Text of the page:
Idol, Idle, and Idyll (Grammar Lesson)

by Craig Shrives
The Quick Answer
An idol is someone or something you admire or worship. For example:
  • The actor Jimmy Nail is my idol.
Idle means lazy. (To idle is used for an engine running in a neutral state.)
  • Stop being idle.
  • The car engine will idle at 1000 rpm when the gearbox is in neutral.
An idyll is a pleasant, peaceful, or picturesque time or place. (An idyll can also be a short description of a picturesque scene or event.)
  • We're going to my idyll, a quaint rural village in the Cotswolds.

Idol, Idle, and Idyll

The words idol, idle, and idyll sound similar, but their meanings are very different.


The noun idol denotes a representation (e.g., statue, carving, figurine) of a god used as an object of worship. The word idol is often used figuratively to denote a person or object that is greatly admired, loved, or revered. For example:
  • A champion can never pay back the help that made him an idol. (Jack Dempsey)
  • A god who lets us prove his existence would just be an idol. (Dietrich Bonhoeffer)
  • I don't idolize anyone or aspire to be like anyone. (Brooke Burke)
  • (The verb to idolize comes from idol.)


The word idle is most commonly used as an adjective meaning lazy or work-shy. For example:
  • You really are an idle sod!
  • It is the working man who is the happy man. It is the idle man who is the miserable man. (Benjamin Franklin)
Idle can also mean worthless or pointless. For example:
  • I have no time to engage in idle gossip.
  • As we must account for every idle word, so must we account for every idle silence. (Benjamin Franklin)
Idle can also be used as verb meaning to take it easy, languish, or lounge around. For example:
  • Do not idle in the coffee room.
  • I need to idle on the beach for a week with a good book.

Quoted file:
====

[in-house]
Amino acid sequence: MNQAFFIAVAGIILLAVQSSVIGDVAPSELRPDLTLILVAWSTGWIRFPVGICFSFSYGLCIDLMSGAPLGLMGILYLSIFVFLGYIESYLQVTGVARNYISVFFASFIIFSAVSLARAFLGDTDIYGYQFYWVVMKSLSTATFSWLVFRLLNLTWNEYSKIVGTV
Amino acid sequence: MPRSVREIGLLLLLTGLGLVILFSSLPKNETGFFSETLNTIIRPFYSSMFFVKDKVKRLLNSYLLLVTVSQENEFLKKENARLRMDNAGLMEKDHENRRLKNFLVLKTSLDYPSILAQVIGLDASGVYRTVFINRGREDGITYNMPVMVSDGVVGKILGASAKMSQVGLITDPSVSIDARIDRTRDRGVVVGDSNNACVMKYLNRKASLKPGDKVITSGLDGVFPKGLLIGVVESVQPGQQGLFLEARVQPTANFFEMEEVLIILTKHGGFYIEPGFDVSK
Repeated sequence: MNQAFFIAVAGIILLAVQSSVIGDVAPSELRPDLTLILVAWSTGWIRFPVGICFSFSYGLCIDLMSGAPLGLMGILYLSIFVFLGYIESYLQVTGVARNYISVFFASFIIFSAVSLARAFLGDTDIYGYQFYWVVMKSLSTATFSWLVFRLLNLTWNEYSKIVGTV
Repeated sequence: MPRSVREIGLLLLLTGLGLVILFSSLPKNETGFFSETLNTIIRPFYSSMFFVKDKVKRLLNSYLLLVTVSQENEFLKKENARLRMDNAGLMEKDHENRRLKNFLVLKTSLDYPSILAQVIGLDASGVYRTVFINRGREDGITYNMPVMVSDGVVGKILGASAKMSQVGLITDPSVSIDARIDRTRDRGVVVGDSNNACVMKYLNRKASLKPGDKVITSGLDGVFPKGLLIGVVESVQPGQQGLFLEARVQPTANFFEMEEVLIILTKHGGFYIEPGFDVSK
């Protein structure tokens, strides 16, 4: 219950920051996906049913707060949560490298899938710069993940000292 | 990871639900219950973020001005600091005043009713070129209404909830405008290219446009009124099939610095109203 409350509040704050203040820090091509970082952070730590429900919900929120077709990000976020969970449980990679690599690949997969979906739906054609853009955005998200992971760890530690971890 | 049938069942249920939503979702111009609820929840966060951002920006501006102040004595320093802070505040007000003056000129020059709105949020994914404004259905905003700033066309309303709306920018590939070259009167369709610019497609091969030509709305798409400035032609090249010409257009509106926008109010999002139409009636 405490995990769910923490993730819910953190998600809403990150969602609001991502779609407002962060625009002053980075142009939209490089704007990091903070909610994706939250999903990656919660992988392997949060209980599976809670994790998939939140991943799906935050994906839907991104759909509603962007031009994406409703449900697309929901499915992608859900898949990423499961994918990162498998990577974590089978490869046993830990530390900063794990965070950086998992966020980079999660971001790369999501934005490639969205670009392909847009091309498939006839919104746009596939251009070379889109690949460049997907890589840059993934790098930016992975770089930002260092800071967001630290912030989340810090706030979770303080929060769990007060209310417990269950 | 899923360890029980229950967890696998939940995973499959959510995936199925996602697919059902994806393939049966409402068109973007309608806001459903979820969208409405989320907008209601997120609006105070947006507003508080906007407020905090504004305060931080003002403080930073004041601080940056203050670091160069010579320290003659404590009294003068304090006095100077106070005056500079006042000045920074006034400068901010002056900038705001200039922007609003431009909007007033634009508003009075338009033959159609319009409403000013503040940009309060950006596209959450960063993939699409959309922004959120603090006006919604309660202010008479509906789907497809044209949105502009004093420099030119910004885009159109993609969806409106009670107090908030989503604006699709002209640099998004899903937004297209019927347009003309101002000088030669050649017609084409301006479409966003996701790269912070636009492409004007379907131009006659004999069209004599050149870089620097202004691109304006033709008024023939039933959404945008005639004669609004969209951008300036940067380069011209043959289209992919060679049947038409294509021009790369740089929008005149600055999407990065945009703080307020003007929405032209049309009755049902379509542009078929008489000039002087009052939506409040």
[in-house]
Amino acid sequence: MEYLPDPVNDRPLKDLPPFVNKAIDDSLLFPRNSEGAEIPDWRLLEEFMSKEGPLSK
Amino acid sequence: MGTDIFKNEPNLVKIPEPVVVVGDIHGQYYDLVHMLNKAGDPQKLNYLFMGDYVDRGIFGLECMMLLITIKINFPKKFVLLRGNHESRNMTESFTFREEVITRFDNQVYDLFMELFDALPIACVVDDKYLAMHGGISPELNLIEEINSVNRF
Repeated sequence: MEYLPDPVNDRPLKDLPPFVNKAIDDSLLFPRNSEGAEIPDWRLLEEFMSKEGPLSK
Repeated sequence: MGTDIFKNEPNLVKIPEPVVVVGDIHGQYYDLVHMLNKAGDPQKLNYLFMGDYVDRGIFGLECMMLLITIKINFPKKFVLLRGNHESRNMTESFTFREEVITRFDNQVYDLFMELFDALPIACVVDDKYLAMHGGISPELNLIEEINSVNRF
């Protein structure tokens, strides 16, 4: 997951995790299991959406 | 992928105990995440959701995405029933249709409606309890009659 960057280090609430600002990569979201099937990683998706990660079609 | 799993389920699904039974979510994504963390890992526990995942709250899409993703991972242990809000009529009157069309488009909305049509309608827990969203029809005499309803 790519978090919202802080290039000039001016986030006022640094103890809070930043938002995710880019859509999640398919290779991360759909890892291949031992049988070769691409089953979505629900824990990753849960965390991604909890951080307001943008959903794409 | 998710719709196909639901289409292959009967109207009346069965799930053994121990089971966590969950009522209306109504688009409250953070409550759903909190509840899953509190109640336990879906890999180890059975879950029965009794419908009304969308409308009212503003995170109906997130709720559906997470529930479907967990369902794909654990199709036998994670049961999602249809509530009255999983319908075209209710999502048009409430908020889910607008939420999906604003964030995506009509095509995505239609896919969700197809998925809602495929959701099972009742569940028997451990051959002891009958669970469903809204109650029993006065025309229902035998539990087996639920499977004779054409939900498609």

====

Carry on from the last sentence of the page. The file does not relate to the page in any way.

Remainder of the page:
When it refers to an engine, to idle means to run slowly while out of gear or detached from a load. For example:
  • The engine is idling faster than it should.
  • Patience is the ability to idle your motor when you feel like stripping your gears. (Barbara Johnson)


The noun idyll denotes a happy, peaceful, or picturesque period or event. It means an ideal time or an ideal place. For example:
  • Hollywood is my domestic idyll. (Rufus Sewell)
  • There's something simple and idyllic about living in a house very close to the water. (Andrea Riseborough)
  • (The adjective idyllic (meaning blissful or perfect) comes from idyll.)
Idyll is also used to denote a short piece of verse describing a picturesque scene or incident (typically a rural one). For example:
  • The poem starts with short, non-rhyming idyll.
Interactive Exercise
Here are three randomly selected questions from a larger exercise, which can be edited, printed to create an exercise worksheet, or sent via email to friends or students.

See Also

adverse or averse? affect or effect? Ms., Miss, or Mrs? avenge or revenge? bare or bear? complement or compliment? dependant or dependent? discreet or discrete? disinterested or uninterested? e.g. or i.e.? envy or jealousy? imply or infer? its or it's? material or materiel? poisonous or venomous? practice or practise? principal or principle? tenant or tenet? who's or whose? What is figurative language? What are nouns? What are adjectives? What are verbs? List of easily confused words